Both books have that very English attention to large emotions trapped in small situations, like Barbara Pym or Orwell in the Clergyman’s Daughter and Keep the Aspidistra Flying or Stella Gibbons in the books that aren’t funny; a badly cooked cutlet or an unwelcoming reception of your donation to the jumble or your unworthy wish not to take the communion cup after someone with wet lips or the subtle cruelties of bringing someone ‘down to earth’ ‘for their own good’ are at the time, everything there is in the world. The larger situations - breaking relationships, suicide and deception - are behind the smaller situations, pulling them out of shape but they’re not addressed. It’s emotion denied, turned in, constrained as a weapon or hoarded as a defence, parcelled out in fear or ground down by dreariness, but suddenly flashing out as a gleam of gold – turning the tables or just seeing for the first time what’s on them . A turning in of energies instead of out, as the Goot Doctor tells Judith Starkadder (one reason Cold Comfort Farm is so biting is that it takes this convention and shreds it completely). Both books have fairy-tale elements; quests, treasure hunts, the frog discovered to be a prince, the unexpected legacy. Those give a sense of lightness and wonder to a story that could be dark or grim, but it’s the opening to emotion and possibility and the eventual truths and lettings go that make the transformations.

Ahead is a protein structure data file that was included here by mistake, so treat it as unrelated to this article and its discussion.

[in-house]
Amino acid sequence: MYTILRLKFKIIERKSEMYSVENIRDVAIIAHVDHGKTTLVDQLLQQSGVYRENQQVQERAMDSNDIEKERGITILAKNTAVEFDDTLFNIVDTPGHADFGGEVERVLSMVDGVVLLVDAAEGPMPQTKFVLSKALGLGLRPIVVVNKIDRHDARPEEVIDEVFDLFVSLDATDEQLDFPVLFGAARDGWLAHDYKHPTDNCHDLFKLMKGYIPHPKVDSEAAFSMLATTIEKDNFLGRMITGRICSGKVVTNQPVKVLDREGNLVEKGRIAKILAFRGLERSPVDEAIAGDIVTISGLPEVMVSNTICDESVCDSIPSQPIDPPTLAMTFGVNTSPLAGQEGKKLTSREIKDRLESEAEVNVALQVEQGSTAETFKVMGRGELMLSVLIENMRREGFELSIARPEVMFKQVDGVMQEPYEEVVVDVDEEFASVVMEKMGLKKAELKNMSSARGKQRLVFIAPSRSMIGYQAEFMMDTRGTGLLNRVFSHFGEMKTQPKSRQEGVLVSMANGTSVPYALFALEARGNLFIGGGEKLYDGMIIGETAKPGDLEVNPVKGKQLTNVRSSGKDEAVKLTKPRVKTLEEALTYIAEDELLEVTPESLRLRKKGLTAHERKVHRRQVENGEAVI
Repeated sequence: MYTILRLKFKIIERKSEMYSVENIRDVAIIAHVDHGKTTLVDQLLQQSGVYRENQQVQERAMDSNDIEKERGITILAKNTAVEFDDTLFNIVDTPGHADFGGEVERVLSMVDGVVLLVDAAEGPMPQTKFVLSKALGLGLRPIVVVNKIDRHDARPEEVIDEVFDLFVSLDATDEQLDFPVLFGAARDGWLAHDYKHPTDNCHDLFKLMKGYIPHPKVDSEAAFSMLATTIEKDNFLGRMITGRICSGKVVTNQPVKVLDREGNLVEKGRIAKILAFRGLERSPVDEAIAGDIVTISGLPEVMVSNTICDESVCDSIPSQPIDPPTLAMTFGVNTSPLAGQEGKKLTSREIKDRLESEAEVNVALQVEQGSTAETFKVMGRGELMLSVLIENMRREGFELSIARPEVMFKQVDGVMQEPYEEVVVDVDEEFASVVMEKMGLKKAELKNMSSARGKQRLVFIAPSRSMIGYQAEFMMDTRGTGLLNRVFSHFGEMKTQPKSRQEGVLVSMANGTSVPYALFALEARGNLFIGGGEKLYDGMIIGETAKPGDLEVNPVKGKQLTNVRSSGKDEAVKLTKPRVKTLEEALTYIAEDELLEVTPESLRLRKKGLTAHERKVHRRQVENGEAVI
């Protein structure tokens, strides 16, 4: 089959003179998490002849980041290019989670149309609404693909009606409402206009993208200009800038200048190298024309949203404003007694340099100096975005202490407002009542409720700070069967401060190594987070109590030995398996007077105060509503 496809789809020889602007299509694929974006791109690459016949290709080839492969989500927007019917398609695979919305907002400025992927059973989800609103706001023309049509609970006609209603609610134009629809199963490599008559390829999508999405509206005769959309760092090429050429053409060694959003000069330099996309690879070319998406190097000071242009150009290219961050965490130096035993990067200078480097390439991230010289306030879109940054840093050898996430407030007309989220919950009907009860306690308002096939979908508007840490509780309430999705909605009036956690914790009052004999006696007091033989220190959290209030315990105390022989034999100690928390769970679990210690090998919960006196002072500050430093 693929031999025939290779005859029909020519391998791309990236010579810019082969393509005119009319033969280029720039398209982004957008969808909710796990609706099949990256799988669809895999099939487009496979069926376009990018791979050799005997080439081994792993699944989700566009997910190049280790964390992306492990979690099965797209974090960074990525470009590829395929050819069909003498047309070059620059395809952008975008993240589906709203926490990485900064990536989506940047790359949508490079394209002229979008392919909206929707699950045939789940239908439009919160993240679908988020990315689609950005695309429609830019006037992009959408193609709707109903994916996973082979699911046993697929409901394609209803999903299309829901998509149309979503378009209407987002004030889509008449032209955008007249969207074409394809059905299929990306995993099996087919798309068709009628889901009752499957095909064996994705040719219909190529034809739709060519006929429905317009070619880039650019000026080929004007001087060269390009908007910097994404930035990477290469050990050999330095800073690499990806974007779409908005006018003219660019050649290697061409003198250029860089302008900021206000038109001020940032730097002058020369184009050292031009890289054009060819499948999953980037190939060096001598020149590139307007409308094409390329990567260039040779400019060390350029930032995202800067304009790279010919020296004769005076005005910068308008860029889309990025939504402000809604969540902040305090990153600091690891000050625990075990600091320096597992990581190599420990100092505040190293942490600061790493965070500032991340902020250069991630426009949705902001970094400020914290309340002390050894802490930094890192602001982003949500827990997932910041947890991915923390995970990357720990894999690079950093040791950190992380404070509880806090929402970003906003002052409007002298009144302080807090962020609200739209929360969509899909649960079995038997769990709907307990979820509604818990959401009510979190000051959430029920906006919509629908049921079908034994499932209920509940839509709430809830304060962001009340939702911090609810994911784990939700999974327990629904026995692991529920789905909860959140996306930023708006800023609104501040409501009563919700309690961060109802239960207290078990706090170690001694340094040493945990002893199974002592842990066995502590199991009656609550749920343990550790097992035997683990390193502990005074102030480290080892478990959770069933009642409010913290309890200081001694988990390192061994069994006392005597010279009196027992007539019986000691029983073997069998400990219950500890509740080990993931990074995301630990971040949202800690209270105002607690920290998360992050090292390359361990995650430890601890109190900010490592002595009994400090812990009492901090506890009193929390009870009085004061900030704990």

In Cold Domain has more bite, more sex and more wheelchairs; Miss Garnett’s Angel has more Venice. They both have a lightening sense of seeing, and moving beyond, human frailty .